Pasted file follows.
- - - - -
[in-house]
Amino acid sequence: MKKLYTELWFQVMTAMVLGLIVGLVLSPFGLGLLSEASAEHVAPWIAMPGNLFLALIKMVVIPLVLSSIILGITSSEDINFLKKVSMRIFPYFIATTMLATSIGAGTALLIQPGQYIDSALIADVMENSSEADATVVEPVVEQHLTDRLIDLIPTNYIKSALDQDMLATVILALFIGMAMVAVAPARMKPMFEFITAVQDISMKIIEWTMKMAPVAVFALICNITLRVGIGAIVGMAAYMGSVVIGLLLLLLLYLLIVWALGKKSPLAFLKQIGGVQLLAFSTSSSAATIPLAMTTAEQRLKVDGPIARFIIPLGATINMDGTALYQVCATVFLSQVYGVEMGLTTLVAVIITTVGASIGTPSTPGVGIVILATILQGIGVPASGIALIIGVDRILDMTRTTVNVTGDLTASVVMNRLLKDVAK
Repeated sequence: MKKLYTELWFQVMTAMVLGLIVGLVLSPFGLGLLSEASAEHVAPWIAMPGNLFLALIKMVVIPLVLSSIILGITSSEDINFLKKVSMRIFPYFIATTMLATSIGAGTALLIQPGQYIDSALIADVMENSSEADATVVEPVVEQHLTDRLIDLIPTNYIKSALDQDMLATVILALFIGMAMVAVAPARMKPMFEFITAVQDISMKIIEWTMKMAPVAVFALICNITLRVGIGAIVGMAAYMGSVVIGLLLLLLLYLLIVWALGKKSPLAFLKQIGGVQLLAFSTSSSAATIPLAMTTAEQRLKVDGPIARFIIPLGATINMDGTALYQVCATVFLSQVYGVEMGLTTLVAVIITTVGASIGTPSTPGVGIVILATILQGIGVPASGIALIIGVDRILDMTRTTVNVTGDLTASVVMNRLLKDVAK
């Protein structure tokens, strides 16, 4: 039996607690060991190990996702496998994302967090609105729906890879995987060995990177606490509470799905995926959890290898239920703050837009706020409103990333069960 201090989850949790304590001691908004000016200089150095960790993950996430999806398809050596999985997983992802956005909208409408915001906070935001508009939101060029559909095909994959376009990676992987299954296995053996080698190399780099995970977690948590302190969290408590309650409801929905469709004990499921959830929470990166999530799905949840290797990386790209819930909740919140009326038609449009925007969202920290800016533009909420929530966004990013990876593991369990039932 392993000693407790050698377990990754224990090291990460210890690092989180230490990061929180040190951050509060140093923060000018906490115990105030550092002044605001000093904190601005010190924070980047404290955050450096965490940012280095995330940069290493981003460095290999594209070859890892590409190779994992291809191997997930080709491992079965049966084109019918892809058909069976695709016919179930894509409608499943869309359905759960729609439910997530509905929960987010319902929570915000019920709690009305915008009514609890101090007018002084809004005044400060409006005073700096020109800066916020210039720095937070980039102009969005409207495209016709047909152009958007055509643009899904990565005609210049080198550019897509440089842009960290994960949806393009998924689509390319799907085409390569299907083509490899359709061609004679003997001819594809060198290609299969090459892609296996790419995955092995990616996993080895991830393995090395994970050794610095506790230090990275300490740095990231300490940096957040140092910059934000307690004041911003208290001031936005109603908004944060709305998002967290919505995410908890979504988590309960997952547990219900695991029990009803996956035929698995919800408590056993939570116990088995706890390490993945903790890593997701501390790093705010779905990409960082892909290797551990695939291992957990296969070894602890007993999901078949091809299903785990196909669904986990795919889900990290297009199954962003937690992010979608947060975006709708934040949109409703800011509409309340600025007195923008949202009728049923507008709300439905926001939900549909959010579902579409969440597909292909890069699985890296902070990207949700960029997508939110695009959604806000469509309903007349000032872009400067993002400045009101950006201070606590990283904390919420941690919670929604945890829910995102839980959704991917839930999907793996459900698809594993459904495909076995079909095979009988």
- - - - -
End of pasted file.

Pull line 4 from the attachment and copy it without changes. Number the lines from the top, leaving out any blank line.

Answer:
């Protein structure tokens, strides 16, 4: 039996607690060991190990996702496998994302967090609105729906890879995987060995990177606490509470799905995926959890290898239920703050837009706020409103990333069960 201090989850949790304590001691908004000016200089150095960790993950996430999806398809050596999985997983992802956005909208409408915001906070935001508009939101060029559909095909994959376009990676992987299954296995053996080698190399780099995970977690948590302190969290408590309650409801929905469709004990499921959830929470990166999530799905949840290797990386790209819930909740919140009326038609449009925007969202920290800016533009909420929530966004990013990876593991369990039932 392993000693407790050698377990990754224990090291990460210890690092989180230490990061929180040190951050509060140093923060000018906490115990105030550092002044605001000093904190601005010190924070980047404290955050450096965490940012280095995330940069290493981003460095290999594209070859890892590409190779994992291809191997997930080709491992079965049966084109019918892809058909069976695709016919179930894509409608499943869309359905759960729609439910997530509905929960987010319902929570915000019920709690009305915008009514609890101090007018002084809004005044400060409006005073700096020109800066916020210039720095937070980039102009969005409207495209016709047909152009958007055509643009899904990565005609210049080198550019897509440089842009960290994960949806393009998924689509390319799907085409390569299907083509490899359709061609004679003997001819594809060198290609299969090459892609296996790419995955092995990616996993080895991830393995090395994970050794610095506790230090990275300490740095990231300490940096957040140092910059934000307690004041911003208290001031936005109603908004944060709305998002967290919505995410908890979504988590309960997952547990219900695991029990009803996956035929698995919800408590056993939570116990088995706890390490993945903790890593997701501390790093705010779905990409960082892909290797551990695939291992957990296969070894602890007993999901078949091809299903785990196909669904986990795919889900990290297009199954962003937690992010979608947060975006709708934040949109409703800011509409309340600025007195923008949202009728049923507008709300439905926001939900549909959010579902579409969440597909292909890069699985890296902070990207949700960029997508939110695009959604806000469509309903007349000032872009400067993002400045009101950006201070606590990283904390919420941690919670929604945890829910995102839980959704991917839930999907793996459900698809594993459904495909076995079909095979009988």